A mentor from college, only five or so miles from the hospital, recently gave birth to her second child. She told me about her surprise when another alumnus who had graduated a few years before me and is now an OB/GYN resident helped deliver her baby. “They asked me if it would be okay if a med student was there for the delivery, and I said no! I didn’t want to run into any of my old students!”
My boyfriend’s grandfather was recently in the hospital for an elective surgery. While we were over for Easter dinner, he mentioned that he had met one of my old classmates during his stay. “He took out a few of my staples!” he exclaimed. “Lots of med students came in and talked with me. When they asked if it would be alright if a med student worked with me, I said sure…as long as it wasn’t you!” he continued with a wink.
While in the elevator that separates the college from the hospital, a couple made conversation with my friend and me. “Are you med students?” they inquired, as if our IDs reading “STUDENT” in large white letters wasn’t a dead giveaway. “We are so thankful for you and the sacrifices you make to be students. We love coming to a teaching hospital. We love being able to teach and learn from you.”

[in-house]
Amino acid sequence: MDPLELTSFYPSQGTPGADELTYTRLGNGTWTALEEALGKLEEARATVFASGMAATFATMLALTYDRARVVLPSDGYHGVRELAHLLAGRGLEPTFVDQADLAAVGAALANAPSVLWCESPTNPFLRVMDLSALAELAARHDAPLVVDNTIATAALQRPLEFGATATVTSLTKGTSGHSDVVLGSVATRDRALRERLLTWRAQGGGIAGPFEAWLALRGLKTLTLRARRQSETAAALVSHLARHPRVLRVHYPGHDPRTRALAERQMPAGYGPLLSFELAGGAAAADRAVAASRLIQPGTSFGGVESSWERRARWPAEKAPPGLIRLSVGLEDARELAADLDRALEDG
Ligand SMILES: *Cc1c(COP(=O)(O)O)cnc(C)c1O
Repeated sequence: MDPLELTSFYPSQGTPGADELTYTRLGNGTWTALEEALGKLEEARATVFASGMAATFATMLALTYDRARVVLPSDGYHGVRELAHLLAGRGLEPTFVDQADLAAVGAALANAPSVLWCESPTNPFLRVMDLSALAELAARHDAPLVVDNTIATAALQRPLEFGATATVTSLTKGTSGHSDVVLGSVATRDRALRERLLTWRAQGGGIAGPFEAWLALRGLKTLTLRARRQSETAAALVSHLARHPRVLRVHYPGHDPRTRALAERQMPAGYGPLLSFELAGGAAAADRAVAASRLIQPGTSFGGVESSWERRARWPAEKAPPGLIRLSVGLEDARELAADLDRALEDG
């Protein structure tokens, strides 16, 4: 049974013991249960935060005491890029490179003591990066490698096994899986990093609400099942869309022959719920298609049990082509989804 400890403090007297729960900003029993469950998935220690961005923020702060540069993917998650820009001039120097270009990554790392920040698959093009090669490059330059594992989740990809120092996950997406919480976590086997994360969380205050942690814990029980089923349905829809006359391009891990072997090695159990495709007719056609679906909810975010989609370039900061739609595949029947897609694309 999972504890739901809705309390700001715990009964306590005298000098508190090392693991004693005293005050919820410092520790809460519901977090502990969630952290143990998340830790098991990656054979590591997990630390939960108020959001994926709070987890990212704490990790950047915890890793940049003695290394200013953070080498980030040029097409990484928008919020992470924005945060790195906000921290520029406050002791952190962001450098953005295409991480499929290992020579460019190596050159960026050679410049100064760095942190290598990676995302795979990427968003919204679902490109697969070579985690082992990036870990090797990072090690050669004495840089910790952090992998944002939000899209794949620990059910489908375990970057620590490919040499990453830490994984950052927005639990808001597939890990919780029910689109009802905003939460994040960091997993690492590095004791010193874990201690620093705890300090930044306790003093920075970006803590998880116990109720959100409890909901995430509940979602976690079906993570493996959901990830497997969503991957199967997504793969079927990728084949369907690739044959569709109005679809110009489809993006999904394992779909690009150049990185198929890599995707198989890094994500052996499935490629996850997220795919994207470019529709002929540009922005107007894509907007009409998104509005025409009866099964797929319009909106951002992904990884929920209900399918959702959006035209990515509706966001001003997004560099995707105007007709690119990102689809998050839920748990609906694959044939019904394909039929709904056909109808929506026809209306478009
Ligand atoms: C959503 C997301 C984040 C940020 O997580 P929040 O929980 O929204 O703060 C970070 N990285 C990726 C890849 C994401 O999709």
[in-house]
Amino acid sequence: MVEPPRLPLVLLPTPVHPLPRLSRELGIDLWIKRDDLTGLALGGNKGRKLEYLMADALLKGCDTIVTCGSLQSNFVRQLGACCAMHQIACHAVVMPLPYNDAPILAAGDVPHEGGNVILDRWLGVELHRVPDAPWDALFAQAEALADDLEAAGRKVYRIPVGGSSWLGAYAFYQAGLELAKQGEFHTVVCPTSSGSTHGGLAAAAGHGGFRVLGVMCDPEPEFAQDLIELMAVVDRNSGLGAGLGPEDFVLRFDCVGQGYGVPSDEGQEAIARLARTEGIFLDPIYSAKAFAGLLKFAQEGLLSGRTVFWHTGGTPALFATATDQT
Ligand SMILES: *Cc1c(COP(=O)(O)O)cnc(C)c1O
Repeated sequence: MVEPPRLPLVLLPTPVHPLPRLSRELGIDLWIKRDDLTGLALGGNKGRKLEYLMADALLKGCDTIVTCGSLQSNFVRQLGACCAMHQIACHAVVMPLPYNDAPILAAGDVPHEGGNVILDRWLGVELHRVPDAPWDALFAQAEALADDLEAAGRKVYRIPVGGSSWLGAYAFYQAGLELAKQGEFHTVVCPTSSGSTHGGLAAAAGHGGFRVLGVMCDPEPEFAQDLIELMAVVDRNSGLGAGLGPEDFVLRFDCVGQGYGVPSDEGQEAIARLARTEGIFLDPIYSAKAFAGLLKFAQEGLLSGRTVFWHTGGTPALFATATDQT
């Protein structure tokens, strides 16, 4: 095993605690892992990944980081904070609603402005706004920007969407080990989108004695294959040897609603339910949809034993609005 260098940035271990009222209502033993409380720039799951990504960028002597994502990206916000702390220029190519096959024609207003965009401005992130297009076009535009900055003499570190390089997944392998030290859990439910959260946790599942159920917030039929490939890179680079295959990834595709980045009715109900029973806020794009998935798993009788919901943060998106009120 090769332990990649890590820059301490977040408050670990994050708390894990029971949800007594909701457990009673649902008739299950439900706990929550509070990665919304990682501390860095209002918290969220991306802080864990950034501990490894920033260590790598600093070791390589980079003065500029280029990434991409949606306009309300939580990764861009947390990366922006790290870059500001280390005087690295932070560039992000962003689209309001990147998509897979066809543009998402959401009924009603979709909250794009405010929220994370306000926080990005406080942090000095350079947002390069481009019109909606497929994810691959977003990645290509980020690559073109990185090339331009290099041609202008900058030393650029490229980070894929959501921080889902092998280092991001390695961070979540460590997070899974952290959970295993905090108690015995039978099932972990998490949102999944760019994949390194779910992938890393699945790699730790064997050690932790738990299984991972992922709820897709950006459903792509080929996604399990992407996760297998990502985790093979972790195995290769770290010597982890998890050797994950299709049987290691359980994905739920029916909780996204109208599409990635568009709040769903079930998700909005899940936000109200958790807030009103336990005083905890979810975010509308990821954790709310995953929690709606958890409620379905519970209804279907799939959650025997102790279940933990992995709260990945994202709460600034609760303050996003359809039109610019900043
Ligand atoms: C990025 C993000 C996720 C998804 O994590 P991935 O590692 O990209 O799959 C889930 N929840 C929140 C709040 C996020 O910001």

These different interactions over the past couple years have caused me to pause and really think about how lucky we, as med students and doctors in training, are to have so many wonderful patients to learn from at the hospital. It surely is a bit of an inconvenience to the patient and not the most efficient of ways to have to recount their stories again and again to med students, residents, and attending physicians. As first and second year students, we participate in “bedsides” where we perform a history and physical on patients, almost solely for our own learning and benefit as we don’t really play a role in the treatment or direction of that patient’s care. Yet, without these patients who are so giving of their time, energy, and personal information and situations, we could never learn all that we need to in order to serve the greater population in the future.
So, from a very gracious and humbled med student, thank you!